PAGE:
Clayton Kershaw is again sharp but Dodgers lose to Mets, 2-1

Clayton Kershaw is again sharp but Dodgers lose to Mets, 2-1
Dodgers starter Clayton Kershaw pitched seven innings against the Mets on Friday night, giving up five hits and one run while striking out seven and walking two. (Stephen Dunn / Getty Images)

The Dodgers are halfway through their 162-game schedule and Clayton Kershaw has a losing record.

Similar to many of the other games Kershaw failed to win this season, the Dodgers' 2-1 defeat to the New York Mets on Friday night was more a reflection of the team than it was of him.

Kershaw pitched seven innings and gave up only one run. He limited the Mets to five hits and two walks, striking out seven in the process.

Kershaw had only a no-decision to show for his performance and his record remained at 5-6, as the Dodgers collected only three hits in front of a packed house at Dodger Stadium. Closer Kenley Jansen, who gave up the go-ahead run on a sacrifice fly by Kevin Plawecki in the ninth inning, was saddled with the loss.

"I've said it before, but it never feels good to lose games you pitched in," Kershaw said.

Kershaw is now winless in his last five starts, even though his earned-run average over that stretch is 2.41. He entered this game on the first three-start losing streak of his career.

"He just has to keep doing what he's doing," Manager Don Mattingly said. "The rest of the guys have to do their part and put some runs on the board."

Is Kershaw's win-loss record a bad sign for the Dodgers?


Not necessarily.

They have a three-game lead over the second-place San Francisco Giants in the National League West and are 45-36.

Their record at this stage last season: 45-36.

That team went on to win the division.

Their roster has changed significantly since then, as Matt Kemp, Hanley Ramirez and Dee Gordon are now playing elsewhere.

The results, however, are more or less the same.

They are batting about what they were batting at this point last season. They have scored about the same numbers of runs.

What's changed is how they are doing it.

The anticipated power outage resulting from the departures of Kemp and Ramirez? Never happened.

The Dodgers have hit 103 home runs. They had 69 in their first 81 games last season.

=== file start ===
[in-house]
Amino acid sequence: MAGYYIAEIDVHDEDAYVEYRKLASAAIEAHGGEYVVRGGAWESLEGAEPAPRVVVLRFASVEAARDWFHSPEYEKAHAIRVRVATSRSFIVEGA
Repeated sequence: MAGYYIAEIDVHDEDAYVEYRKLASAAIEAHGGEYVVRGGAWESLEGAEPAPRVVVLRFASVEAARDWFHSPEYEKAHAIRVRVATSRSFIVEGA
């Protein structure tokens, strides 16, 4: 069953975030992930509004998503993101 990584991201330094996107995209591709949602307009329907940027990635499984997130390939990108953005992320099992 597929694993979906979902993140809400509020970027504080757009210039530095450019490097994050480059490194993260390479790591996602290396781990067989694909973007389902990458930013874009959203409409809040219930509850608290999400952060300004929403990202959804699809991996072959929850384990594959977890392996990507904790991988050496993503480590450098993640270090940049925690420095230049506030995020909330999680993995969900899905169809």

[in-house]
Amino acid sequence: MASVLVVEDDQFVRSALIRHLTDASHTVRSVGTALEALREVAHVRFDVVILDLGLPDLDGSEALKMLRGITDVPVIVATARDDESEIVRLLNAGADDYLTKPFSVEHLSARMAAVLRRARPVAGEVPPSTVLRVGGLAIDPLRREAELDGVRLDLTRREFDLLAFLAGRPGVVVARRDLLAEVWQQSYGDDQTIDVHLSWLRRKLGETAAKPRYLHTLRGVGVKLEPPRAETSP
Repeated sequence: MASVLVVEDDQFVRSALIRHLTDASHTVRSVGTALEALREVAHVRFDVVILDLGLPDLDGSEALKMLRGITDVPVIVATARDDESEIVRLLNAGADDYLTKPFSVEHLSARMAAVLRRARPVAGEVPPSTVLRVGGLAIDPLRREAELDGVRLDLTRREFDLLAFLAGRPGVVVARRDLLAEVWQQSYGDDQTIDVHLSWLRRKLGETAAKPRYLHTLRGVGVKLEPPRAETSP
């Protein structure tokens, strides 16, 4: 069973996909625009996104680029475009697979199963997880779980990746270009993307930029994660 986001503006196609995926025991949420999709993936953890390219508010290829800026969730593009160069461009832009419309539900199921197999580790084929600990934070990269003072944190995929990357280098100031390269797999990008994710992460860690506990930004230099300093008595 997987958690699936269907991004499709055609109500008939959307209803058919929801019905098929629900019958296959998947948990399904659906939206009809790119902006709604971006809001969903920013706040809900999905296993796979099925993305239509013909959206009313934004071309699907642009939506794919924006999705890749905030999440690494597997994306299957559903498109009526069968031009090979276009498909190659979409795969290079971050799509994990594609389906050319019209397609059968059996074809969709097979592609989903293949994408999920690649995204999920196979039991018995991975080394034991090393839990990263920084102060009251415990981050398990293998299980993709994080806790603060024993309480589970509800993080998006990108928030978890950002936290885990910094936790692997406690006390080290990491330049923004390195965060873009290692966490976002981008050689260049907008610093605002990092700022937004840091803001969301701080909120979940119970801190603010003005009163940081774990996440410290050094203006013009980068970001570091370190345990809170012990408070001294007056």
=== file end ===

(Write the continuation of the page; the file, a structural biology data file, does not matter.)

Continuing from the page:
They are also running considerably less, which was expected in the wake of the trade that sent Gordon to the Miami Marlins.

Howie Kendrick's stolen base in the sixth inning Friday was only their 15th of the season. The Dodgers hadn't stolen a base in their previous 23 games, the longest streak in the modern era of the franchise, which dates to 1900.

Last season, they averaged a steal a game in the first half of the season.

"I feel like we're kind of going one-win, one-loss recently," Kershaw said. "Not the consistent winning streaks and things like that we were accustomed to early, but I think we're doing OK. I think there's a lot more in there."

Their first run Friday night was the result of another home run, as Adrian Gonzalez blasted a second-inning offering from Mets rookie Noah Syndergaard over the center-field wall.

The 1-0 lead was erased in the fourth inning, however.

John Mayberry Jr. led off the inning with a double and advanced to third base on a wild pitch. Mayberry scored on a single by Wilmer Flores to level the game, 1-1.

Kershaw didn't allow another run, but the Dodgers didn't score another one for him, either.

Justin Turner led off the bottom of the fourth inning with a double to left-center field and reached third base on a groundout to the right side of the infield by Gonzalez. But Yasiel Puig grounded out to first base and Andre Ethier flied out to left field.

Two innings later, the Dodgers had runners on first and second with one out. Gonzalez lined a ball to center field, only for it to be caught by Juan Lagares. Puig ended the inning by striking out. For Kershaw, this was the third consecutive start in which he pitched seven innings.

"I'd like to go eight or nine, but it's better than six, I guess," Kershaw said. "Seven is kind of the low benchmark for me. Eight's really what you shoot for."